Who is morally worse, person A or person B?
According to Maxim I, person A is morally worse. Not only does she perform actions that are morally bad (or at least do little good) but she is fully aware of the moral implications of her conduct. Meanwhile, while B’s actions are no better than A’s, B does not ‘know better’ and therefore seems less reprehensible than A. Here moral cognizance serves to impute and exacerbate moral badness (in terms of blameworthiness).
In contrast, according to Maxim II it is person B who is morally worse. Unlike person A, person B lacks the virtue of moral cognizance: she is insensitive to moral issues, does not care enough about justice to even bother to inquire about the ills of the world, is unconcerned with the moral nature or effect of our actions, and is generally morally unreflective and ignorant. Here moral cognizance is a virtue that ascribes moral goodness.
This ‘clash of the maxims’ plays into many everyday dilemmas producing conflicting prescriptions as to moral cognizance. For example, for many years I avoided (at least partially unconsciously) the moral question of vegetarianism vis-à-vis the bleak reality of the meat industry. I think I understood that reflecting on, knowing and understanding these issues would either force me to give up eating meat – something I did not want to do – or would make me into a worse person for continuing to eat meat after having been exposed to the negative moral implications of my conduct. Still, I think I was morally tainted by my lack of attention to and reflection on what many seemingly moral people believed was an evil practice. The years past and finally Peter Singer – one of the world’s leading moral philosophers writing on vegetarianism – rolled into town. Somehow I felt that I could not attend his lecture and continue to avoid the whole issue of whether or not carnivorism is immoral.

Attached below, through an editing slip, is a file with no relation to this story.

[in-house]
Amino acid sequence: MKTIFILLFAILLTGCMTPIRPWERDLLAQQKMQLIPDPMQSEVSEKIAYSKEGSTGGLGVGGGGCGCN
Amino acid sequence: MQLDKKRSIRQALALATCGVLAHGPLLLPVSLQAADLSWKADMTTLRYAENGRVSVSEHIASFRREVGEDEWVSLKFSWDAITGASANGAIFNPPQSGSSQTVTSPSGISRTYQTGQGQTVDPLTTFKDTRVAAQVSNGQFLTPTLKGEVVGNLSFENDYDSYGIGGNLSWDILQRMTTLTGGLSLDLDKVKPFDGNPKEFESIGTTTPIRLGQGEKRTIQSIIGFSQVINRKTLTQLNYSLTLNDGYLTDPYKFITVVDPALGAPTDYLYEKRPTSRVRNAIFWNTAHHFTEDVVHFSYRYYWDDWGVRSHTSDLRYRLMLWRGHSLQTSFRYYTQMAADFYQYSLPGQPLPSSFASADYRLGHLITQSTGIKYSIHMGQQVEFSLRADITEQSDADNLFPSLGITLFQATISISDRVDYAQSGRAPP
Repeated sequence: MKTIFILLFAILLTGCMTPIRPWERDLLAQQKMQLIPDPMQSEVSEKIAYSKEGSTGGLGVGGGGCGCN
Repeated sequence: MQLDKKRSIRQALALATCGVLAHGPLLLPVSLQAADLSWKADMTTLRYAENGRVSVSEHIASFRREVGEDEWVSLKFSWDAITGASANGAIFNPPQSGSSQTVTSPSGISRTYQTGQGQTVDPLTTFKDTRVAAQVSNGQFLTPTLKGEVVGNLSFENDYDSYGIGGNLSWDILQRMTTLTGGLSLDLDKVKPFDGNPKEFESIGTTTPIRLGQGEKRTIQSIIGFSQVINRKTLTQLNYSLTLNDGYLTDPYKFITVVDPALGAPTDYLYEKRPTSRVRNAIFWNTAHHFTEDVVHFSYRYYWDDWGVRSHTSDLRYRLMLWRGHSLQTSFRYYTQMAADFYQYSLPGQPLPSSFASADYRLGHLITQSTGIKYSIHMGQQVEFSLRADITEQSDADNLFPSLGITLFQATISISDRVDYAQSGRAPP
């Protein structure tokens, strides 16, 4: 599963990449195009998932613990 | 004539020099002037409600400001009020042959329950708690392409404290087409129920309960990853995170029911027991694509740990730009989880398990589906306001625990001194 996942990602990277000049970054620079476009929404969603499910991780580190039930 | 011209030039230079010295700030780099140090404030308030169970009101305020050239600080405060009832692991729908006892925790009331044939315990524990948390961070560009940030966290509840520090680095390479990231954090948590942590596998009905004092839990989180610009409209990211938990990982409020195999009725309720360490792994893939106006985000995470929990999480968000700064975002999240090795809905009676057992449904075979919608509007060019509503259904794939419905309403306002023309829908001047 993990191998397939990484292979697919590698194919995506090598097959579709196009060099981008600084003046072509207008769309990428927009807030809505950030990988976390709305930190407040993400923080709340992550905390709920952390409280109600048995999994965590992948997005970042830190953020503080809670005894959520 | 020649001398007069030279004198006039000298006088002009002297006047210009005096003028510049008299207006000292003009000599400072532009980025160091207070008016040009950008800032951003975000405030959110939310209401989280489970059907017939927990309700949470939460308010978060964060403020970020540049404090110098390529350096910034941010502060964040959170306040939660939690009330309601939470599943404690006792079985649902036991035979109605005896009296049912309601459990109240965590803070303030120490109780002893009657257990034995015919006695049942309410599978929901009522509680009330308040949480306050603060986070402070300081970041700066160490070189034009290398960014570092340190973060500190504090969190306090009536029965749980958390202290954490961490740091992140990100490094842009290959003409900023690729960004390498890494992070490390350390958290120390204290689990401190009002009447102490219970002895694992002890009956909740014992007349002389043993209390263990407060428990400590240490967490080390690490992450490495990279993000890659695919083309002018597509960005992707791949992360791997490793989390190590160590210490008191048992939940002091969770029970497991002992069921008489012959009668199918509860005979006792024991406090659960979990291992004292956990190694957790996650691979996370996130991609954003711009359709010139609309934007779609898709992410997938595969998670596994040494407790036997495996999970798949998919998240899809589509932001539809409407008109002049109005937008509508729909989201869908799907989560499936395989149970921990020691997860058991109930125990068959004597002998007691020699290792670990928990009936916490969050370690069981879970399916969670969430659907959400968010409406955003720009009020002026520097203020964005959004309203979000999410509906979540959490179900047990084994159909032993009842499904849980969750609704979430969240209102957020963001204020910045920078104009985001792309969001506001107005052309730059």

As a consequence of attending the lecture I finally came face to face with the evils of the meat industry. And, I felt a better person for it. To an extent it seemed to have cleansed me of my previous moral obliviousness, making me more cognizant of the moral implications of my everyday actions. Ever since, I have been attempting (with intermittent success) a conversion to vegetarianism. Under Maxim II I am now a morally better person than I was, because I am no longer oblivious and “blissfully ignorant” and am more aware, concerned and reflective about the moral issue of meat consumption and of everyday moral dilemmas in general. In other words, my character is now more virtuous than before. In contrast, under Maxim I I am now a morally worse person than I was because I still occasionally eat meat even though I am now fully aware of the evils of my conduct. In other words, I still perform the same actions I once did, yet now I am more blameworthy and morally culpable than I was before my transformation into a more virtuous person. So, am I now a morally better or worse person than I was?
Assuming that changing oneself is difficult enough, let alone changing the world, and considering that awareness of moral reasons for actions often does not suffice for triggering action, should one who desires to be morally better aspire to more or less moral cognizance? Being less morally cognizant seems prima facie lacking in moral virtue, yet in practice it seems that moral cognizance often makes people morally worse in terms of moral culpability and blameworthiness.